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Green and Growing PDF Print E-mail
Written by Bruce Bosley and Stephen Wegulo   

Seed treatments recommended strongly for 2014 wheat crop

As the wheat planting season approaches, it is recommended that growers treat seed with fungicide before planting. Seed treatments control seed-transmitted diseases that lower yield and grain quality. These diseases include common bunt (also known as stinking smut) and loose smut.

The fungi that cause these two diseases infect seed or seedlings and grow within the plant until heading, at which time they invade the developing kernels and replace them with fungal spores.

Common bunt in particular can lead to 100 percent loss because grain elevators usually will not accept common bunted grain. This year, several growers who had common bunt in their grain were not able to sell it.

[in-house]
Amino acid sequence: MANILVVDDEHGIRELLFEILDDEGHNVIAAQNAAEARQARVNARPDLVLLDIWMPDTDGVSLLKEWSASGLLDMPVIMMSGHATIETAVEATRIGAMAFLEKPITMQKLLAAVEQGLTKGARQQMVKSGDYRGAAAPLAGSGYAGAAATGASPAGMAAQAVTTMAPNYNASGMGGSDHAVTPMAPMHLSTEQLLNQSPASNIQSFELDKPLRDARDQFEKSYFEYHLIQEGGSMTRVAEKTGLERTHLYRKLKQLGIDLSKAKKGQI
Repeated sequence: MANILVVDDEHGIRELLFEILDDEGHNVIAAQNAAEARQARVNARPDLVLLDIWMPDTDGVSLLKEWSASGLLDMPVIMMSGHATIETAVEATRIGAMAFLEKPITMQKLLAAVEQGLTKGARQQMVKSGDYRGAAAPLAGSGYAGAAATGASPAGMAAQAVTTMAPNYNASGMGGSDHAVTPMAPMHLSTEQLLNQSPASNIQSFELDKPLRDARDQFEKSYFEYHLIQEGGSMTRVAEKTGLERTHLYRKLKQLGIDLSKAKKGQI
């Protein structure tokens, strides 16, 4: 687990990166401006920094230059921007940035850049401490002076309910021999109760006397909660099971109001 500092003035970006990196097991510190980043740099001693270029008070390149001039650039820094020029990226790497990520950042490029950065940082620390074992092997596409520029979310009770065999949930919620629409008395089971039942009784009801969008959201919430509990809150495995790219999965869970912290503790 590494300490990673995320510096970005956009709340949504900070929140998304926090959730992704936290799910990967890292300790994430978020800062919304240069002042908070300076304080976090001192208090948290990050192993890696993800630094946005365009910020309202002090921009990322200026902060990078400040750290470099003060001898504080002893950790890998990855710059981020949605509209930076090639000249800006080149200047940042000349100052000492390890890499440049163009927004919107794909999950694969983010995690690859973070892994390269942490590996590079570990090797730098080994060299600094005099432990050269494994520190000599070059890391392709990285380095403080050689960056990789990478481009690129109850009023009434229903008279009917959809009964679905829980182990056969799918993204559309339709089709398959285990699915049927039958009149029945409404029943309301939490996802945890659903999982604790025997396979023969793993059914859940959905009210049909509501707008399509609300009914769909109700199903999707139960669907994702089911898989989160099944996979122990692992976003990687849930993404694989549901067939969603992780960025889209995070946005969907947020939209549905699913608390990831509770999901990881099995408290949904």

Another group of seed-transmitted diseases causes root and crown rots and seedling blights. The fungi that cause these diseases infect grain during the heading and grain maturation stages. If grain affected by these fungi is not treated with a fungicide and is used as seed, severe root and crown rots and seedling blights can occur.

Together with soilborne fungi that cause damping off, damage can result in uneven stands and bare patches in wheat fields.

Benefits of treating wheat seed before planting are:

—a good stand establishment and healthy and vigorous seedlings optimize the opportunity for high yields.

—diseases such as common bunt that lower grain quality and can lead to 100 percent loss are controlled.

—root and crown rot diseases, seedling blights and damping off which result in uneven stands and bare patches in fields are controlled.

—treating seed with a fungicide-insecticide combo can reduce fall infections by insect-transmitted diseases such as the aphid-transmitted barley yellow dwarf virus.

—if systemic fungicides are used to treat seed, additional protection from fall foliar diseases is provided.

 

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Holyoke Enterprise July 24, 2014